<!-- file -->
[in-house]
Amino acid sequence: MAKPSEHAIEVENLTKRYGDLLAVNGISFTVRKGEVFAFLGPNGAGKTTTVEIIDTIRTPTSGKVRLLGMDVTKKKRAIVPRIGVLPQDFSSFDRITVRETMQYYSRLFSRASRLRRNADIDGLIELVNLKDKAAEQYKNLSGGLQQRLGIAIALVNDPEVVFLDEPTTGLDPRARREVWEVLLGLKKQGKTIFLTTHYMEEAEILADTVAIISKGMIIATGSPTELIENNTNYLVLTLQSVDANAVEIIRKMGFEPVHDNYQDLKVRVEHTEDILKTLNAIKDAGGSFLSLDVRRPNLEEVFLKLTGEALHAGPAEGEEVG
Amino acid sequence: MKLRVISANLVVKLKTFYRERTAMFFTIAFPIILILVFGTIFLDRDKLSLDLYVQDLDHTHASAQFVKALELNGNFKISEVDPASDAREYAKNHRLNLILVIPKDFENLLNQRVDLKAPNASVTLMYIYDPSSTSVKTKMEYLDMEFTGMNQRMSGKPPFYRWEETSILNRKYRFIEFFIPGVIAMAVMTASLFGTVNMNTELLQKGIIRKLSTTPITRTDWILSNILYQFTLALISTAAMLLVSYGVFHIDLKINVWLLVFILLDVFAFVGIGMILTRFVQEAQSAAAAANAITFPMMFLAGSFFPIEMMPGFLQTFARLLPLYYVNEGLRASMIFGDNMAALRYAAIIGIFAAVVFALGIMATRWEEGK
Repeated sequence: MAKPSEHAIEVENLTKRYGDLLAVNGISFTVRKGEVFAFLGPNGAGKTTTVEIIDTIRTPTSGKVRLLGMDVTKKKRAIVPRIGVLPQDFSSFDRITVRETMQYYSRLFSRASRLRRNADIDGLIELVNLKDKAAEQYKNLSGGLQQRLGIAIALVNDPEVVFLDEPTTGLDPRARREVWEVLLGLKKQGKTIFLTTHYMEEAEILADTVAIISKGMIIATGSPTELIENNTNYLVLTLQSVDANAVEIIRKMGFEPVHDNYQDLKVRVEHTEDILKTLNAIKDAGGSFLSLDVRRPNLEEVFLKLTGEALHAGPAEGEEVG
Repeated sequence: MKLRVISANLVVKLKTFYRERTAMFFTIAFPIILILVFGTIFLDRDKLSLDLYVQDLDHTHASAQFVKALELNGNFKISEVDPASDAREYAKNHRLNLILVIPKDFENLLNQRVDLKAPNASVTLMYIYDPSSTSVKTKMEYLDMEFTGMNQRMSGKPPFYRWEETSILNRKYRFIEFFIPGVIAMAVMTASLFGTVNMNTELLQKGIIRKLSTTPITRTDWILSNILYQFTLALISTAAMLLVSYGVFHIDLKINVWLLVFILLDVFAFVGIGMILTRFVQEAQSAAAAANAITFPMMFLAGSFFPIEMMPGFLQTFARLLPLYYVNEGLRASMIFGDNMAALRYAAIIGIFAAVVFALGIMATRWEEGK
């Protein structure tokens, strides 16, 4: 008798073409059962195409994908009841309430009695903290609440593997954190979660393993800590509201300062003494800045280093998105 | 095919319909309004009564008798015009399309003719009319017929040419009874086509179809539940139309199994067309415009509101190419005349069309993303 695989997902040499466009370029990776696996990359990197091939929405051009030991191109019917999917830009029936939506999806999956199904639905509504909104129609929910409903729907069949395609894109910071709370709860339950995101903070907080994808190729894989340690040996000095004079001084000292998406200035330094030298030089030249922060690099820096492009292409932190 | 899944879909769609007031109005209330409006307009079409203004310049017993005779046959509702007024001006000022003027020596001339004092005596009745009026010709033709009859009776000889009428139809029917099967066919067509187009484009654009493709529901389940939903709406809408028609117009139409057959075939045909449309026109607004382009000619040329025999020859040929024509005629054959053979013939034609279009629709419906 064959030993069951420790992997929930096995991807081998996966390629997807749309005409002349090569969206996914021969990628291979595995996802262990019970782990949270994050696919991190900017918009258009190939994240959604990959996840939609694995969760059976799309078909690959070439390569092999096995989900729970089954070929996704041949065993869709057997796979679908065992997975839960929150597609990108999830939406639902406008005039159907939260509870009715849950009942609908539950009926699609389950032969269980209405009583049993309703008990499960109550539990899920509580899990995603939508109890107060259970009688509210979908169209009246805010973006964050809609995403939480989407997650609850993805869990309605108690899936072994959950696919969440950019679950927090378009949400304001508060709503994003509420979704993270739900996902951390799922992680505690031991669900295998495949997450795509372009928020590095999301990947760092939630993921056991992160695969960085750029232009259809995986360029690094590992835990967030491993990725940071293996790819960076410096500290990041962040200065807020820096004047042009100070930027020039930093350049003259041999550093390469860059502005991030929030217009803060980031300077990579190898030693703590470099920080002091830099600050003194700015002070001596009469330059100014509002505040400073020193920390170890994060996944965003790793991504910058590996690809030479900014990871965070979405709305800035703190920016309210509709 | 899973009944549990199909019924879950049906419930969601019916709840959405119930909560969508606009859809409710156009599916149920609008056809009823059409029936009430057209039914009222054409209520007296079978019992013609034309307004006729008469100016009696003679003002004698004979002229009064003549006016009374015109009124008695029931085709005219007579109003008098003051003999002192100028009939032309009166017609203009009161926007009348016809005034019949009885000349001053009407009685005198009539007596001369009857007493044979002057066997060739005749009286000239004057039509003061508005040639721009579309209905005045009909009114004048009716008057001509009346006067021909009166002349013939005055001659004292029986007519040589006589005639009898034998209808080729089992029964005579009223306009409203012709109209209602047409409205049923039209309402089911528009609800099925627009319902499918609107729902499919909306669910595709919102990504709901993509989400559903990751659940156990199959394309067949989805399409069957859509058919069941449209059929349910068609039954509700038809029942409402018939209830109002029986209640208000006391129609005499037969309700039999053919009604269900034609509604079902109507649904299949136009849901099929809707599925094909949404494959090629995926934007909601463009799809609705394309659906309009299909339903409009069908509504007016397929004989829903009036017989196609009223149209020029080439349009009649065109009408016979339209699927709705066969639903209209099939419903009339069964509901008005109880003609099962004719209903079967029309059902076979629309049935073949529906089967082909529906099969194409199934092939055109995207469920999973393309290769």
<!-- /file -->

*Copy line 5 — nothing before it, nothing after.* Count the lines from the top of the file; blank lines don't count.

Repeated sequence: MKLRVISANLVVKLKTFYRERTAMFFTIAFPIILILVFGTIFLDRDKLSLDLYVQDLDHTHASAQFVKALELNGNFKISEVDPASDAREYAKNHRLNLILVIPKDFENLLNQRVDLKAPNASVTLMYIYDPSSTSVKTKMEYLDMEFTGMNQRMSGKPPFYRWEETSILNRKYRFIEFFIPGVIAMAVMTASLFGTVNMNTELLQKGIIRKLSTTPITRTDWILSNILYQFTLALISTAAMLLVSYGVFHIDLKINVWLLVFILLDVFAFVGIGMILTRFVQEAQSAAAAANAITFPMMFLAGSFFPIEMMPGFLQTFARLLPLYYVNEGLRASMIFGDNMAALRYAAIIGIFAAVVFALGIMATRWEEGK